Katrina vanden Heuvel and Lawrence Korb Debate Military Escalation in Afghanistan
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As we mark Obama's first 100 Days, there is much to celebrate--from repeal of the global gag rule to the passage of the stimulus and the Administration's pledge to close Guantanamo. The budget, a smart blueprint to build a new economy, will demand that progressives mobilize to take on well-funded lobbies intent on obstructing real reform.
Yet, as I think about the most troubling aspects of these first 100 days, there are two areas which I fear could endanger the Obama Presidency: the bank bailouts and military escalation in Afghanistan.
Americans deserve a real national debate about the Administration's plans in Afghanistan--its ends and means and exits--before undertaking such a major military commitment. That's why Brave New Foundation's work is so essential: with its new documentary Rethink Afghanistan and online debates such as the one CAP's Lawrence Korb and I had last week, BNF is fostering the kind of discussion, debate and dissent that Obama has said he welcomes. BNF's work--along with a network of bloggers, progressive leaders, magazines like The Nation, peace and justice groups--is launching much-needed Congressional hearings on vital areas such as the role and goals of the US military in Afghanistan, oversight of contractors, transparent budgeting and clear metrics to measure progress toward a defined exit strategy.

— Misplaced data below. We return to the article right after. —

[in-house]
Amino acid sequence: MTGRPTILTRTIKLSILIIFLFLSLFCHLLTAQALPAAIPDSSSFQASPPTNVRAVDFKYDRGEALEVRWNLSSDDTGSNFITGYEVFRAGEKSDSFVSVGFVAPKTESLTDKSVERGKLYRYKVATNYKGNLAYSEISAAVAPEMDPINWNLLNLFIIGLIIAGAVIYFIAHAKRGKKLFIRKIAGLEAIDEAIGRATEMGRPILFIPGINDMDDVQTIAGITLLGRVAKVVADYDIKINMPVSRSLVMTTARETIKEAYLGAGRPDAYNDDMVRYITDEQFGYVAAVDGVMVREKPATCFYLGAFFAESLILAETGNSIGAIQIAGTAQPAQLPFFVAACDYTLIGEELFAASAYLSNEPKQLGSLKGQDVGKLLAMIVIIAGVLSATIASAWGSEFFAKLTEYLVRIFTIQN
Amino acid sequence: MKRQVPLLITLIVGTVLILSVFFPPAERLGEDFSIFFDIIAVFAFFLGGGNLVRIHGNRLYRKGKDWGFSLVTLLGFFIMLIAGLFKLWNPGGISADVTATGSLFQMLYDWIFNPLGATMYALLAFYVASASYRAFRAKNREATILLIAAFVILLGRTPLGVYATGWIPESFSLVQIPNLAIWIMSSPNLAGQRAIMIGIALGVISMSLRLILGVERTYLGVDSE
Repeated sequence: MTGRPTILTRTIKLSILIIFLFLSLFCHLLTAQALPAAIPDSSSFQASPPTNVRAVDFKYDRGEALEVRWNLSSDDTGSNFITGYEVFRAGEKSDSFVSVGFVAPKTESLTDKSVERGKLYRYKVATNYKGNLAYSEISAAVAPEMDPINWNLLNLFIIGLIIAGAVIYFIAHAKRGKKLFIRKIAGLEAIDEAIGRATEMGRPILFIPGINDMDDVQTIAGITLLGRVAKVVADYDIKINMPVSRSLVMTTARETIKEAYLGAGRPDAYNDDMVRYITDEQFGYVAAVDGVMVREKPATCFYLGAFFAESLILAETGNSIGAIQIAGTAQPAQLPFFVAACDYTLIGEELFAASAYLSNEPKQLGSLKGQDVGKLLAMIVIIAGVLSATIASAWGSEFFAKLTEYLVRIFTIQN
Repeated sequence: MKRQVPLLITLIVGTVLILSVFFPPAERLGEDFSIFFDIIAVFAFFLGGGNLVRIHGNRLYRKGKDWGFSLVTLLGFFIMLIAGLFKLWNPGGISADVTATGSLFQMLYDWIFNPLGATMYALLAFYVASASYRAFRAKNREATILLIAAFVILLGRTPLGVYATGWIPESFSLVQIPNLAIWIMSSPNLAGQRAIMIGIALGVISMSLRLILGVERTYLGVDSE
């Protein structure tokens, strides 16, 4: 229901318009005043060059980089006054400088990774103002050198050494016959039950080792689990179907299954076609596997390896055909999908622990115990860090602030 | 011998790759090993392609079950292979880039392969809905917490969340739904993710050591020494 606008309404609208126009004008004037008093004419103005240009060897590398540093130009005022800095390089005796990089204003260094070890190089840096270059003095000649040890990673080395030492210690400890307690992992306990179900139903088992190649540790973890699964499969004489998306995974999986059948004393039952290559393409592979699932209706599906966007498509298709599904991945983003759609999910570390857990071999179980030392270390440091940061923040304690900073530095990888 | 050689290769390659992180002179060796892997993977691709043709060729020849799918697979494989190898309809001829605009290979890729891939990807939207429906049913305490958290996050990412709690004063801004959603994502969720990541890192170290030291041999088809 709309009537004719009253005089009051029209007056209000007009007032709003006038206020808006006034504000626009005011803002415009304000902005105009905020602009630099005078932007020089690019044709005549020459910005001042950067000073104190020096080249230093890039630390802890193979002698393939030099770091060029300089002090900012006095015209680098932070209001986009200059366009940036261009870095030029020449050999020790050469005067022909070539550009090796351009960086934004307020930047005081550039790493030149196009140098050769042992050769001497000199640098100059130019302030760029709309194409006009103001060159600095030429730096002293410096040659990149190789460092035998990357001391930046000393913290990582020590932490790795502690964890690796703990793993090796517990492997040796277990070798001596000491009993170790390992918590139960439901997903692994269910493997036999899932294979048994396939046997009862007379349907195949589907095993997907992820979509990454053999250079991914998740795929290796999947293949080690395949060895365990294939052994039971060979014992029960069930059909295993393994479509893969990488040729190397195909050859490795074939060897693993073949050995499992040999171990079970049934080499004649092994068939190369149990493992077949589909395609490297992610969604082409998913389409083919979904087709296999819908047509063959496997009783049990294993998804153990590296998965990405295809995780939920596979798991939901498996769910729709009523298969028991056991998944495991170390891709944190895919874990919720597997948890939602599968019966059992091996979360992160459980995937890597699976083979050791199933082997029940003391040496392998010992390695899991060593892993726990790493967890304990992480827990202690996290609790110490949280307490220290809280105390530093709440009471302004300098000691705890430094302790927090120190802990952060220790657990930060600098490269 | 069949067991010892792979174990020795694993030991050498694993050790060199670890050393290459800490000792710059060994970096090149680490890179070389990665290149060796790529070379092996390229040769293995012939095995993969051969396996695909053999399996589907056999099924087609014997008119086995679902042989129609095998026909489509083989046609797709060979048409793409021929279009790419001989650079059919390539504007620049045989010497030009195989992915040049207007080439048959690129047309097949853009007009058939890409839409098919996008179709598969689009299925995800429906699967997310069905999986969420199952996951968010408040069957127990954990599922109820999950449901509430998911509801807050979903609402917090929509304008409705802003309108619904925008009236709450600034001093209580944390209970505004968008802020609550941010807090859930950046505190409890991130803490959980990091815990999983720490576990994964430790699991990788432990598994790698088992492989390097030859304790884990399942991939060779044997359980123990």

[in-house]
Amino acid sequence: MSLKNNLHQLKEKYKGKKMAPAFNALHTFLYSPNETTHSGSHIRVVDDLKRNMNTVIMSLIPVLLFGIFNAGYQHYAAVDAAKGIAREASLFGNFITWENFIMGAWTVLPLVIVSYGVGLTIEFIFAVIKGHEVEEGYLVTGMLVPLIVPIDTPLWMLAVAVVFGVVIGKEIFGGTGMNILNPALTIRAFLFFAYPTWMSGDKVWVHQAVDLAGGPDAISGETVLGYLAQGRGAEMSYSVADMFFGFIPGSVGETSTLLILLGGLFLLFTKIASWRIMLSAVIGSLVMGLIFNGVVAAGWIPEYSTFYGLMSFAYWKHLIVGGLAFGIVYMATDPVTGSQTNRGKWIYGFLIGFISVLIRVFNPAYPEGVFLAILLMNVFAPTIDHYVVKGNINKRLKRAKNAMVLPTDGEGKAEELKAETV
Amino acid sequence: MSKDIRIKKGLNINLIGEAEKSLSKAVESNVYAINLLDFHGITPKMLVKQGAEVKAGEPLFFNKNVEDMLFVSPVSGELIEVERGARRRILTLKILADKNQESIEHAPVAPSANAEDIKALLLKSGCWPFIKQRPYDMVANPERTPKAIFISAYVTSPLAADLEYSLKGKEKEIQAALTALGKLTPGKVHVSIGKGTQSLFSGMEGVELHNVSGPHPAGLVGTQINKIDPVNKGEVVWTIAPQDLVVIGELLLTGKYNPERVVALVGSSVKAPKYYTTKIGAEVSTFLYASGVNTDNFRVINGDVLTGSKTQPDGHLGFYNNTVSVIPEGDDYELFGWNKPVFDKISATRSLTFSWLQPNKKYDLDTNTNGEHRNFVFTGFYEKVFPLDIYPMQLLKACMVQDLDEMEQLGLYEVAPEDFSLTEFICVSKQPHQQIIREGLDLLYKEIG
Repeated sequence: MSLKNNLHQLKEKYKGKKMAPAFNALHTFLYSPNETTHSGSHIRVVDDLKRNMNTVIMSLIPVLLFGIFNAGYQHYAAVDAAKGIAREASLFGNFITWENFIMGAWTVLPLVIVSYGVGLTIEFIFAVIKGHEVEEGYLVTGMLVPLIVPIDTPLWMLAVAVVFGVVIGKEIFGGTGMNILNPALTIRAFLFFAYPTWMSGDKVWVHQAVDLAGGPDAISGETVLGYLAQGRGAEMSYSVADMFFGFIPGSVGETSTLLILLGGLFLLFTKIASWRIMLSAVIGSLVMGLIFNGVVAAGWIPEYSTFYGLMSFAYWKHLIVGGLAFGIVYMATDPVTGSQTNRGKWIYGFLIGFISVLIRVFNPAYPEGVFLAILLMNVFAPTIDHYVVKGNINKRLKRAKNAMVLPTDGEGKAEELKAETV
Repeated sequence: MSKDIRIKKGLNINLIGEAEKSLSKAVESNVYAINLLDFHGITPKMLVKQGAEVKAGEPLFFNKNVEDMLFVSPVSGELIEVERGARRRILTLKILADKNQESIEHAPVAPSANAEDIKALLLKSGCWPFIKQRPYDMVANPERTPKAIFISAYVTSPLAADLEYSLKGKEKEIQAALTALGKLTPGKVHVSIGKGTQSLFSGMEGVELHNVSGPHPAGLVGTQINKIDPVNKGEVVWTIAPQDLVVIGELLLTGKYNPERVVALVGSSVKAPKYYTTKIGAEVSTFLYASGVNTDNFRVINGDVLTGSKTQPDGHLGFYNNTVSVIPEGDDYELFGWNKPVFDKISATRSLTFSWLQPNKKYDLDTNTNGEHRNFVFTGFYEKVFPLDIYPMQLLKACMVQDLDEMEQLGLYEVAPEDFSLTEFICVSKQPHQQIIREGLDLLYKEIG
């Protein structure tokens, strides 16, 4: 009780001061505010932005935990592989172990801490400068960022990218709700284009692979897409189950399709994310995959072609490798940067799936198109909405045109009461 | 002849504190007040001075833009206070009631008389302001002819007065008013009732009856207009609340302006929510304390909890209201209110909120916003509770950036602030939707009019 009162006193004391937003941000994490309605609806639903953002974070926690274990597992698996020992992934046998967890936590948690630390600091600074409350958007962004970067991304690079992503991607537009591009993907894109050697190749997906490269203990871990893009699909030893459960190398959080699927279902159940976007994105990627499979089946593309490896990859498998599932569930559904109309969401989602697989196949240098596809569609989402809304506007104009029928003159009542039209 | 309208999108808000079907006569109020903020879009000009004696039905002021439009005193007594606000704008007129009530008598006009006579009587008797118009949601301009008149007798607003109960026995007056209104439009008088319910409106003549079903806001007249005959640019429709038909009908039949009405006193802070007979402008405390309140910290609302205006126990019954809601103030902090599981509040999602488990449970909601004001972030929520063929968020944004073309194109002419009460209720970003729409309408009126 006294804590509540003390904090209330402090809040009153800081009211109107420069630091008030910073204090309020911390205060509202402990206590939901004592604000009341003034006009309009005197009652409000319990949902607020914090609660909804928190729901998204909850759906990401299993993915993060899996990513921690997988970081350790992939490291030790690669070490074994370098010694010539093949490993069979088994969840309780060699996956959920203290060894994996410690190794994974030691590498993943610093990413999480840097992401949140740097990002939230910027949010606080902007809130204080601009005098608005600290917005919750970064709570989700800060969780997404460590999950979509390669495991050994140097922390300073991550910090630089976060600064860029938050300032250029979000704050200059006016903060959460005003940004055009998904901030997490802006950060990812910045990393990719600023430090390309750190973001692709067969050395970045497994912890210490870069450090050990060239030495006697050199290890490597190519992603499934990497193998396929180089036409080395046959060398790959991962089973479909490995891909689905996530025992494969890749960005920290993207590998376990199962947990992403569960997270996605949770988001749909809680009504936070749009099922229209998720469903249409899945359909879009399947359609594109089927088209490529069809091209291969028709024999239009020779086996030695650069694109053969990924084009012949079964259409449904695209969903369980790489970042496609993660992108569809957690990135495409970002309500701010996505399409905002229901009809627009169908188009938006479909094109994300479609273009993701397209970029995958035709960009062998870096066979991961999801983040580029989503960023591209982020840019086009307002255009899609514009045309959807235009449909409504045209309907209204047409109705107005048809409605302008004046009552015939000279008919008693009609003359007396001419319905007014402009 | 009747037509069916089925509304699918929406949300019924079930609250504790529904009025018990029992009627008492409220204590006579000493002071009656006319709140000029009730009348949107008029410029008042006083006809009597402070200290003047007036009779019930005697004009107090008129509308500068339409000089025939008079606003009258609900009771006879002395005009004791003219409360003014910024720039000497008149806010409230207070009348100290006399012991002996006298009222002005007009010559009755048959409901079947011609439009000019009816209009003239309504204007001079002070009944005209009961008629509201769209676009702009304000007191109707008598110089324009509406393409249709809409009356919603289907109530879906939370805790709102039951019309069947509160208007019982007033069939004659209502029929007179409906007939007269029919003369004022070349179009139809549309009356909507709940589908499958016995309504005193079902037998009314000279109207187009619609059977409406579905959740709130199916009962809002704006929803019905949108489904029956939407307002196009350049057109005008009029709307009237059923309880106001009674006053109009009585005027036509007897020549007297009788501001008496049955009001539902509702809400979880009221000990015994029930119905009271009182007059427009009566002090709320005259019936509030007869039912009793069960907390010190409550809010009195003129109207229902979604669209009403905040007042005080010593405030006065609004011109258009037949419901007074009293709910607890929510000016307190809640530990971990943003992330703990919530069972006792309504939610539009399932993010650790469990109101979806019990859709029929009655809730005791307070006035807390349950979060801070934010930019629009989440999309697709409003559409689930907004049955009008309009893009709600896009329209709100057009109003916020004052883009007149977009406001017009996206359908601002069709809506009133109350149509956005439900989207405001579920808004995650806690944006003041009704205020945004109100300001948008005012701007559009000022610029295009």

What's key at this pivotal moment is increasing the pressure for constructive, smart, effective non-military solutions to stabilize Afghanistan--and strengthen Pakistan's fragile democratic government. As I argued in the debate with Korb, I believe the more responsible and effective strategy moving forward is to take US-led military escalation off the table, begin to withdraw US troops and support a regional diplomatic solution, including common-sense counterterrorist and national security measures (extensive intelligence cooperation, expert police work, effective border control) and targeted development and reconstruction assistance.
Katrina Vanden Heuvel is the publisher of The Nation